The declaration’s signatories include Saudi Arabia, Bahrain, the UAE, Iraq, Sudan, South Sudan, Libya, Egypt, Belarus, Hungary, and Indonesia.

Many of the signatories are members of the Group of Friends, a block of 25 nations in the United Nations that seeks to pre-empt any expansion of rights for girls, women, and LGBT people and weaken international support for the Beijing Declaration, a landmark 1995 agreement that stands as an internationally recognized progressive blueprint for women’s rights.

Much of the group’s positions are coordinated by the Center for Family and Human Rights, or C-Fam, a small but influential far-right group that focuses on abortion, sexual orientation and gender identity. C-Fam has worked closely with the State Department dating back to the administration of US President George W. Bush.

Accompanied by among others Mary Ann Glendon, the head of the State Department’s Commission on Unalienable Rights, Mr. Pompeo’s arrival in Jakarta also comes after the centre-right Centrist Democrat International (IDC-CDI), the world’s largest alliance of political parties, acknowledged the Commission’s report as “a re-affirmation of the spirit and substance of fundamental human rights.”

Indonesia’s National Awakening Party (PKB), which has five seats in President Joko Widodo’s cabinet and is an influential member of IDC-CDI, is closely associated with Nahdlatul Ulama.

Critics have charged that the Commission’s report fuels assertions that there are too many human rights and prioritizes religious liberty and property rights at the expense of protections against discrimination particularly on the basis of gender.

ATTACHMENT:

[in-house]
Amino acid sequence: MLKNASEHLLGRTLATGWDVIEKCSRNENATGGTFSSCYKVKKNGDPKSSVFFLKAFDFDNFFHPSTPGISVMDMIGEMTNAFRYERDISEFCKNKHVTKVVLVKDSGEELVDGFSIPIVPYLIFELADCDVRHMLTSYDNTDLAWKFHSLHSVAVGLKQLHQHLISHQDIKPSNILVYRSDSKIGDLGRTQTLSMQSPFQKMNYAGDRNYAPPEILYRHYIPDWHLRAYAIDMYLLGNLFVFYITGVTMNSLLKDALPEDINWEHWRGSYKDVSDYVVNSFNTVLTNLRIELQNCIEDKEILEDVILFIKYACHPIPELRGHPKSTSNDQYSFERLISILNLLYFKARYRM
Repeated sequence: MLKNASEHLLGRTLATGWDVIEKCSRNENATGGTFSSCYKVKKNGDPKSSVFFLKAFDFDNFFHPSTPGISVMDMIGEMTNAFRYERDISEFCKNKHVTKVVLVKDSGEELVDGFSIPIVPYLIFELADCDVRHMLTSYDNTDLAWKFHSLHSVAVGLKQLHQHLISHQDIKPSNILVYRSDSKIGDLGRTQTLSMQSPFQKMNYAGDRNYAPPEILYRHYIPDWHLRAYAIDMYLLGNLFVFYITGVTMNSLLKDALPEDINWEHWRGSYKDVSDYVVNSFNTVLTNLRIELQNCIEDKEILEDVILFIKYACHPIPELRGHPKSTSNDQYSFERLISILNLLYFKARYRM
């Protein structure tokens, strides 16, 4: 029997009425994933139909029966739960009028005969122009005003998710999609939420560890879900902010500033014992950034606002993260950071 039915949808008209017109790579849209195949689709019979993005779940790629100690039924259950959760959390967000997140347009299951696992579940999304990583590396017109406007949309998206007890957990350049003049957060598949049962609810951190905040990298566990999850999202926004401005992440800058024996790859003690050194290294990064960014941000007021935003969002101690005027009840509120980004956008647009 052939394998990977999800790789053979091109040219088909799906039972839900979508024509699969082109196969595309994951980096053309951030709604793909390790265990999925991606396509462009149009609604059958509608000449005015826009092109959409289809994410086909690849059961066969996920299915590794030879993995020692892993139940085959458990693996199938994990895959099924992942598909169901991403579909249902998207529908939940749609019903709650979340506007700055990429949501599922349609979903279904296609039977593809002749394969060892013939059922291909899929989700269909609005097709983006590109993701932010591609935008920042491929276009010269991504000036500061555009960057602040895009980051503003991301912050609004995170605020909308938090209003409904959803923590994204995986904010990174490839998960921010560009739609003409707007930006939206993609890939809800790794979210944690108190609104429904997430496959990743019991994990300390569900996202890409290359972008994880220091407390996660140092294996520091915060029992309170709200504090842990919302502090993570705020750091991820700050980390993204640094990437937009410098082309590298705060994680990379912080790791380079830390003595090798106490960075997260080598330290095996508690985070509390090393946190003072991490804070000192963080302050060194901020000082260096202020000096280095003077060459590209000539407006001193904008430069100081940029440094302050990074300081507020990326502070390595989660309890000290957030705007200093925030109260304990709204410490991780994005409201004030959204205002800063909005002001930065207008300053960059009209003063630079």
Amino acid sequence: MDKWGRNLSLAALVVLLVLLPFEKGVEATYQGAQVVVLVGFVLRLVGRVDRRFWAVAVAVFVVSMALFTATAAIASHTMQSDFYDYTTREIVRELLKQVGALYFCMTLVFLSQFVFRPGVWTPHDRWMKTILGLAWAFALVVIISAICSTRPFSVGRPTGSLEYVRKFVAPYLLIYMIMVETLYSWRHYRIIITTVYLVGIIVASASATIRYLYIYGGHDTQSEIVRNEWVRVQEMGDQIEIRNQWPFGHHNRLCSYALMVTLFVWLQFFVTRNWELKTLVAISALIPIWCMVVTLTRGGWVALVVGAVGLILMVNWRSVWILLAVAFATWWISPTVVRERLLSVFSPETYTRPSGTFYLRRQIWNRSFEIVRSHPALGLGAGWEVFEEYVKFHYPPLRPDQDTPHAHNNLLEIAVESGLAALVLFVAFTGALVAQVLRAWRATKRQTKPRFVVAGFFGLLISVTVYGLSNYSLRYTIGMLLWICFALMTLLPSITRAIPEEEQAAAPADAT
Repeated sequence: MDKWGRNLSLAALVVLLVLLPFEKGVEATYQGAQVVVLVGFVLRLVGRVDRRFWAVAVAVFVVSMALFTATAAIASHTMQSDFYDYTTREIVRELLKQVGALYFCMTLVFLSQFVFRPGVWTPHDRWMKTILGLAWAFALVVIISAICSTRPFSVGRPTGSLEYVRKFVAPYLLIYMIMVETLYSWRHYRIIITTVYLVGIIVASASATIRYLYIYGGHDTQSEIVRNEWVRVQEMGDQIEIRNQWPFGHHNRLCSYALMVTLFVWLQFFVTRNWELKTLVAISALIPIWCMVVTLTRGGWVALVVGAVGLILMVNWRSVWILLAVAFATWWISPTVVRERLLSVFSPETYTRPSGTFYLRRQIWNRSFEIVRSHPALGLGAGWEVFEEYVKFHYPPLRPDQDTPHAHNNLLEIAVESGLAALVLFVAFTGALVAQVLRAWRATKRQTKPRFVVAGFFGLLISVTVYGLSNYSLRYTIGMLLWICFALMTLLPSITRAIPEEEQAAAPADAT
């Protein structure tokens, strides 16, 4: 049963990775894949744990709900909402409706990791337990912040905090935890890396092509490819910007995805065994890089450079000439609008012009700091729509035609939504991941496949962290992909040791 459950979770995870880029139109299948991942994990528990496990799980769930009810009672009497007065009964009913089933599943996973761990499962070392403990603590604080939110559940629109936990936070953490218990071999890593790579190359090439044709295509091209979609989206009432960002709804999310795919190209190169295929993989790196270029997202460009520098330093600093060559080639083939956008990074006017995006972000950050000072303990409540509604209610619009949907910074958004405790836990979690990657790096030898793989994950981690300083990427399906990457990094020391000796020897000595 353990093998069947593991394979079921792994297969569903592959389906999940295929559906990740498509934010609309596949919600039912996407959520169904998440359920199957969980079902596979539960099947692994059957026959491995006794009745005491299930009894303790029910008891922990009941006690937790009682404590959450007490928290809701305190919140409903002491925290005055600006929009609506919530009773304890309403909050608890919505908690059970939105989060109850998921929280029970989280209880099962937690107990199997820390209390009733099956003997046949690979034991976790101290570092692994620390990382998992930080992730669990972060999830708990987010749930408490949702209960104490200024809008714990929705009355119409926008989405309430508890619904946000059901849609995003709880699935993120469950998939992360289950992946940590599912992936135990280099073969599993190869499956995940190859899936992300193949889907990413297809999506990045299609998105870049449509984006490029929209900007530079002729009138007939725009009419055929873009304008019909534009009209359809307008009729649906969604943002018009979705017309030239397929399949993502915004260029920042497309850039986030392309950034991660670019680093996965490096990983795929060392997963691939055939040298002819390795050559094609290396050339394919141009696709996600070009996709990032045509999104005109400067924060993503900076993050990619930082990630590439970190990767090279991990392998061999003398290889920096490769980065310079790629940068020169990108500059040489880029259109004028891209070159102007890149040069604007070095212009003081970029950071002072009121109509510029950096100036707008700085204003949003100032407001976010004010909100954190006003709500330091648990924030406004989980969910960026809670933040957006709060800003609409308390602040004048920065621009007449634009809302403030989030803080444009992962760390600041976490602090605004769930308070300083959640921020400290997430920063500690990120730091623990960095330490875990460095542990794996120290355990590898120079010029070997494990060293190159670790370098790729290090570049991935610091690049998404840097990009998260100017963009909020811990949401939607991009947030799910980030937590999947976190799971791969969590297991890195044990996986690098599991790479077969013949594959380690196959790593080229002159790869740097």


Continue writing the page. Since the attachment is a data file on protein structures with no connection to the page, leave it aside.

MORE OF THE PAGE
As a result, Mr. Pompeo’s endorsement of Nahdlatul Ulama could prove to be a double-edged sword. It strengthens the group’s proposition, yet also identifies it with one faction in a global battle that not only seeks to define the soul of Islam but also fundamentally shape what constitutes a human right.

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Lessons from Cambodia and the way ahead- quest for peace and reconciliation

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Khieu Samphan (left) and Nuon Chea in the Trial Chamber of the Extraordinary Chambers in the Courts of Cambodia (ECCC). File photo. Photo: ECCC

Victims are Cambodians, the criminals are Cambodians, and the crimes were committed on Cambodian soil!

This was the justification given by the Cambodian Government under Hun Sen to establish the Cambodian Khmer Rouge Tribunal (KRT) formally known as the Extraordinary Chambers in the Courts of Cambodia (ECCC) – a hybrid Cambodian-International Court in conjunction with the International Community in 2006 under the Cambodian law to try leaders most responsible for perpetrating gross violations of human rights during the Pol Pot and Khmer Rouge period from 1975 to 1978. However, even before the establishment of the Tribunal, the members of the International Community in the panel was reduced in compliance with the request made by Cambodia at the UN General Assembly moreover with its implementation the Tribunal witnessed an increased political interference diluting the whole process. Thus the success of any such program will depend on the commitments and cooperation from the Government

Compromise made over justice for Peace and Reconciliation and its worth

With its 16 years of work in the country, the court is now coming to close with sentencing just three of the perpetrators for life imprisonment – despite the heavy investments made by external actors and of the struggles and the criticisms faced, as a result of adhering to the Cambodian Government’s request pointing to a renewed civil war within the country- destabilizing peace, economic growth, social order, and political stability, if the court moved ahead with its trials.

Thus, there was a dilemma on how to balance the prospective and retrospective justice, most importantly the Tribunal has been a setback to scholars of Transitional Justice, who believed to achieve through the TJ mechanism, a strengthened rule of law, democratic transition, and fair and transparent political institutions that victims can trust, instead, the court helped in legitimizing the authoritarian regime. The failure was more associated with the political compromise allowed to be made respecting the sovereignty, thereby allowing the government to choose how to deal with its violent past, while the critics point out “whether there had been a better option”.